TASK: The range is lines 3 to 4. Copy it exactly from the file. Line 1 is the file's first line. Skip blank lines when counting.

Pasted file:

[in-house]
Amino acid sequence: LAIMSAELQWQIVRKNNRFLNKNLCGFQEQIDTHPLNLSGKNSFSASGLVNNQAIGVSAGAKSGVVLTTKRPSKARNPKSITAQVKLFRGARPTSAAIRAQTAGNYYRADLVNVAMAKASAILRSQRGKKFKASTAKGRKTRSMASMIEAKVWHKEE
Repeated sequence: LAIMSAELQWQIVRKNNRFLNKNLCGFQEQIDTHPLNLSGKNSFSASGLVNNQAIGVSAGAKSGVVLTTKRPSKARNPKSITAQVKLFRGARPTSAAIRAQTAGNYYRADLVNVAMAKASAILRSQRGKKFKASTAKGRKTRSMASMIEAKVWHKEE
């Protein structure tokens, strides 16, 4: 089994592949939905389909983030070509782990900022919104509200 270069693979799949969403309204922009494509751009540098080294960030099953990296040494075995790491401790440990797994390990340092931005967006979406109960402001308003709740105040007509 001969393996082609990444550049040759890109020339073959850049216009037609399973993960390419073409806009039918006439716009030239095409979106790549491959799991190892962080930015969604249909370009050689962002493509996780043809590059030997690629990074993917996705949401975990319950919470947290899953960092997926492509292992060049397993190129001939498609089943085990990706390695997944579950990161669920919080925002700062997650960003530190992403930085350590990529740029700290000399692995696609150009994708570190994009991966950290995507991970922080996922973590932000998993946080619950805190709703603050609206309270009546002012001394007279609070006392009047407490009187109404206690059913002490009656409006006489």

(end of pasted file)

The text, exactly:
Repeated sequence: LAIMSAELQWQIVRKNNRFLNKNLCGFQEQIDTHPLNLSGKNSFSASGLVNNQAIGVSAGAKSGVVLTTKRPSKARNPKSITAQVKLFRGARPTSAAIRAQTAGNYYRADLVNVAMAKASAILRSQRGKKFKASTAKGRKTRSMASMIEAKVWHKEE
């Protein structure tokens, strides 16, 4: 089994592949939905389909983030070509782990900022919104509200 270069693979799949969403309204922009494509751009540098080294960030099953990296040494075995790491401790440990797994390990340092931005967006979406109960402001308003709740105040007509 001969393996082609990444550049040759890109020339073959850049216009037609399973993960390419073409806009039918006439716009030239095409979106790549491959799991190892962080930015969604249909370009050689962002493509996780043809590059030997690629990074993917996705949401975990319950919470947290899953960092997926492509292992060049397993190129001939498609089943085990990706390695997944579950990161669920919080925002700062997650960003530190992403930085350590990529740029700290000399692995696609150009994708570190994009991966950290995507991970922080996922973590932000998993946080619950805190709703603050609206309270009546002012001394007279609070006392009047407490009187109404206690059913002490009656409006006489």